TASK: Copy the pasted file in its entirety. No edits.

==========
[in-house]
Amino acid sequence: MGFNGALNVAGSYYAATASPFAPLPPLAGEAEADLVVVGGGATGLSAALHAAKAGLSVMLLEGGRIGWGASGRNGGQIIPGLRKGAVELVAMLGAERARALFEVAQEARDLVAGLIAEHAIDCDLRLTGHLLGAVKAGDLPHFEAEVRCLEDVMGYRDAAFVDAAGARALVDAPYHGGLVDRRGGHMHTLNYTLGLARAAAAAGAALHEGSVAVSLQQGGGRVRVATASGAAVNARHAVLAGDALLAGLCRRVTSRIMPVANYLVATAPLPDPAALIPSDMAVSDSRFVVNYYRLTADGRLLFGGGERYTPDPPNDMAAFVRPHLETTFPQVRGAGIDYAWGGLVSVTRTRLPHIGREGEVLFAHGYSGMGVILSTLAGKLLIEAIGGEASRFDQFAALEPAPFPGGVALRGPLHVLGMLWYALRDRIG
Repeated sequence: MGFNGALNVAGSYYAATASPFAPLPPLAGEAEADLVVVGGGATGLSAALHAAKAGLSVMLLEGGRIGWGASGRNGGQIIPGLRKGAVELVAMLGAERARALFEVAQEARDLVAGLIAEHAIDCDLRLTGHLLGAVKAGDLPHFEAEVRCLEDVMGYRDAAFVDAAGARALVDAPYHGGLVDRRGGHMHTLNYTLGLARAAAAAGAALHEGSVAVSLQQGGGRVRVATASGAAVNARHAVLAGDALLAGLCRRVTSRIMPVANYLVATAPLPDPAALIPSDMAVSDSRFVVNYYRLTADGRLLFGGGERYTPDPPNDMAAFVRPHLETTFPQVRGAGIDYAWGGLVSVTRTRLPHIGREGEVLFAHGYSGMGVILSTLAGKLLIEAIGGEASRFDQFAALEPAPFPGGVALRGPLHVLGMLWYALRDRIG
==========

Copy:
[in-house]
Amino acid sequence: MGFNGALNVAGSYYAATASPFAPLPPLAGEAEADLVVVGGGATGLSAALHAAKAGLSVMLLEGGRIGWGASGRNGGQIIPGLRKGAVELVAMLGAERARALFEVAQEARDLVAGLIAEHAIDCDLRLTGHLLGAVKAGDLPHFEAEVRCLEDVMGYRDAAFVDAAGARALVDAPYHGGLVDRRGGHMHTLNYTLGLARAAAAAGAALHEGSVAVSLQQGGGRVRVATASGAAVNARHAVLAGDALLAGLCRRVTSRIMPVANYLVATAPLPDPAALIPSDMAVSDSRFVVNYYRLTADGRLLFGGGERYTPDPPNDMAAFVRPHLETTFPQVRGAGIDYAWGGLVSVTRTRLPHIGREGEVLFAHGYSGMGVILSTLAGKLLIEAIGGEASRFDQFAALEPAPFPGGVALRGPLHVLGMLWYALRDRIG
Repeated sequence: MGFNGALNVAGSYYAATASPFAPLPPLAGEAEADLVVVGGGATGLSAALHAAKAGLSVMLLEGGRIGWGASGRNGGQIIPGLRKGAVELVAMLGAERARALFEVAQEARDLVAGLIAEHAIDCDLRLTGHLLGAVKAGDLPHFEAEVRCLEDVMGYRDAAFVDAAGARALVDAPYHGGLVDRRGGHMHTLNYTLGLARAAAAAGAALHEGSVAVSLQQGGGRVRVATASGAAVNARHAVLAGDALLAGLCRRVTSRIMPVANYLVATAPLPDPAALIPSDMAVSDSRFVVNYYRLTADGRLLFGGGERYTPDPPNDMAAFVRPHLETTFPQVRGAGIDYAWGGLVSVTRTRLPHIGREGEVLFAHGYSGMGVILSTLAGKLLIEAIGGEASRFDQFAALEPAPFPGGVALRGPLHVLGMLWYALRDRIG